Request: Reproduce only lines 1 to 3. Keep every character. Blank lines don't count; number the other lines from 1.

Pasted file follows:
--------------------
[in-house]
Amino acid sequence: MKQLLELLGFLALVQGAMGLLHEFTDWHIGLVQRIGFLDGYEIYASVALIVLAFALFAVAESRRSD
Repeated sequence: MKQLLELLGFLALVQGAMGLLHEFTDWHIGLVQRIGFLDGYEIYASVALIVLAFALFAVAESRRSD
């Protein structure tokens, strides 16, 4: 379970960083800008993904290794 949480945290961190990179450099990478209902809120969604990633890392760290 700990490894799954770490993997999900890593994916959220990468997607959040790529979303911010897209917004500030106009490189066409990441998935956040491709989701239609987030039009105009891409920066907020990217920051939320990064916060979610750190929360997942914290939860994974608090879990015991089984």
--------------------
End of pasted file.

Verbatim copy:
[in-house]
Amino acid sequence: MKQLLELLGFLALVQGAMGLLHEFTDWHIGLVQRIGFLDGYEIYASVALIVLAFALFAVAESRRSD
Repeated sequence: MKQLLELLGFLALVQGAMGLLHEFTDWHIGLVQRIGFLDGYEIYASVALIVLAFALFAVAESRRSD